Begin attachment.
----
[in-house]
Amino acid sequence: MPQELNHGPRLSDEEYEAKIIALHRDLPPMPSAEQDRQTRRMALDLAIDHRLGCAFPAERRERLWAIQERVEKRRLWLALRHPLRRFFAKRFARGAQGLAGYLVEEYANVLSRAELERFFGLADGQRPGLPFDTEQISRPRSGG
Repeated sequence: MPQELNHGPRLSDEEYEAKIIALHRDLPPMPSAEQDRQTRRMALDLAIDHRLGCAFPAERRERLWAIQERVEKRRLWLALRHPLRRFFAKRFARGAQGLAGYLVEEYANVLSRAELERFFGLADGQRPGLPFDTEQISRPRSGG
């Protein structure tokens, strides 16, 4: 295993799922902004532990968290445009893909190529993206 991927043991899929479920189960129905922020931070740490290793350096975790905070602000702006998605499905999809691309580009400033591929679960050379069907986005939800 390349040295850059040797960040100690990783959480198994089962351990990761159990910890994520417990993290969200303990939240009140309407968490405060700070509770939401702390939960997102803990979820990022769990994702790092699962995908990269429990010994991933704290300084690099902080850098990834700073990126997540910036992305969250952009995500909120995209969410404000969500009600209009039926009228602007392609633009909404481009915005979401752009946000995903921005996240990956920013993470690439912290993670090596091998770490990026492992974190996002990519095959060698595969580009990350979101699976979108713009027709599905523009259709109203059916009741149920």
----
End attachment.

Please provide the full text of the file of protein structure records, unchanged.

[in-house]
Amino acid sequence: MPQELNHGPRLSDEEYEAKIIALHRDLPPMPSAEQDRQTRRMALDLAIDHRLGCAFPAERRERLWAIQERVEKRRLWLALRHPLRRFFAKRFARGAQGLAGYLVEEYANVLSRAELERFFGLADGQRPGLPFDTEQISRPRSGG
Repeated sequence: MPQELNHGPRLSDEEYEAKIIALHRDLPPMPSAEQDRQTRRMALDLAIDHRLGCAFPAERRERLWAIQERVEKRRLWLALRHPLRRFFAKRFARGAQGLAGYLVEEYANVLSRAELERFFGLADGQRPGLPFDTEQISRPRSGG
């Protein structure tokens, strides 16, 4: 295993799922902004532990968290445009893909190529993206 991927043991899929479920189960129905922020931070740490290793350096975790905070602000702006998605499905999809691309580009400033591929679960050379069907986005939800 390349040295850059040797960040100690990783959480198994089962351990990761159990910890994520417990993290969200303990939240009140309407968490405060700070509770939401702390939960997102803990979820990022769990994702790092699962995908990269429990010994991933704290300084690099902080850098990834700073990126997540910036992305969250952009995500909120995209969410404000969500009600209009039926009228602007392609633009909404481009915005979401752009946000995903921005996240990956920013993470690439912290993670090596091998770490990026492992974190996002990519095959060698595969580009990350979101699976979108713009027709599905523009259709109203059916009741149920």